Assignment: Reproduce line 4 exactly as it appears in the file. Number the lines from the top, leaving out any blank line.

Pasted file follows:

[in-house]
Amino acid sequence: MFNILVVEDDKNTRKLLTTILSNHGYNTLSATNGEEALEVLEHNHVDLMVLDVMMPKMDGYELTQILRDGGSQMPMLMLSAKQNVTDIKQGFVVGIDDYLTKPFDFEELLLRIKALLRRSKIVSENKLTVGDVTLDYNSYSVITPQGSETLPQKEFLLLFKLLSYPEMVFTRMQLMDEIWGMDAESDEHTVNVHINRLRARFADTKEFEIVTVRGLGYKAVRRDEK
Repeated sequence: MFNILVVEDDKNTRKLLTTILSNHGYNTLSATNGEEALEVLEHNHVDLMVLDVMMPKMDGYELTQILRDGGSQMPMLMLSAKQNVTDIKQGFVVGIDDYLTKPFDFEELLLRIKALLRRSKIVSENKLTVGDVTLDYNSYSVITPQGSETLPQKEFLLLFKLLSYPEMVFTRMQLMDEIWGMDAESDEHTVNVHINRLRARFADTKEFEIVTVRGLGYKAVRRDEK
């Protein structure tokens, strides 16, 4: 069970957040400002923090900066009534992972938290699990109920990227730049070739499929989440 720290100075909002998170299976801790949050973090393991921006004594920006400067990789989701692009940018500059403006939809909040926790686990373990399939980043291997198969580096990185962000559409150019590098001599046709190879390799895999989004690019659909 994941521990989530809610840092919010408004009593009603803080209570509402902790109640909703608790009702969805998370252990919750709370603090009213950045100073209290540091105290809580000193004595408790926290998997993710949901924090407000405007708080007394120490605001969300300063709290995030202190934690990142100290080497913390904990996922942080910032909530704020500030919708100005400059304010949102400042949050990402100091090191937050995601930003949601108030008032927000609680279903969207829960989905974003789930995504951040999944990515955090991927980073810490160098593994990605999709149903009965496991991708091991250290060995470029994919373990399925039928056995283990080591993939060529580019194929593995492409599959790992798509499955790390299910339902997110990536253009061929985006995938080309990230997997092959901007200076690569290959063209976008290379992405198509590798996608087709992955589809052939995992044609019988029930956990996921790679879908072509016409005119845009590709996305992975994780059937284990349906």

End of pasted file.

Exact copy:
């Protein structure tokens, strides 16, 4: 069970957040400002923090900066009534992972938290699990109920990227730049070739499929989440 720290100075909002998170299976801790949050973090393991921006004594920006400067990789989701692009940018500059403006939809909040926790686990373990399939980043291997198969580096990185962000559409150019590098001599046709190879390799895999989004690019659909 994941521990989530809610840092919010408004009593009603803080209570509402902790109640909703608790009702969805998370252990919750709370603090009213950045100073209290540091105290809580000193004595408790926290998997993710949901924090407000405007708080007394120490605001969300300063709290995030202190934690990142100290080497913390904990996922942080910032909530704020500030919708100005400059304010949102400042949050990402100091090191937050995601930003949601108030008032927000609680279903969207829960989905974003789930995504951040999944990515955090991927980073810490160098593994990605999709149903009965496991991708091991250290060995470029994919373990399925039928056995283990080591993939060529580019194929593995492409599959790992798509499955790390299910339902997110990536253009061929985006995938080309990230997997092959901007200076690569290959063209976008290379992405198509590798996608087709992955589809052939995992044609019988029930956990996921790679879908072509016409005119845009590709996305992975994780059937284990349906």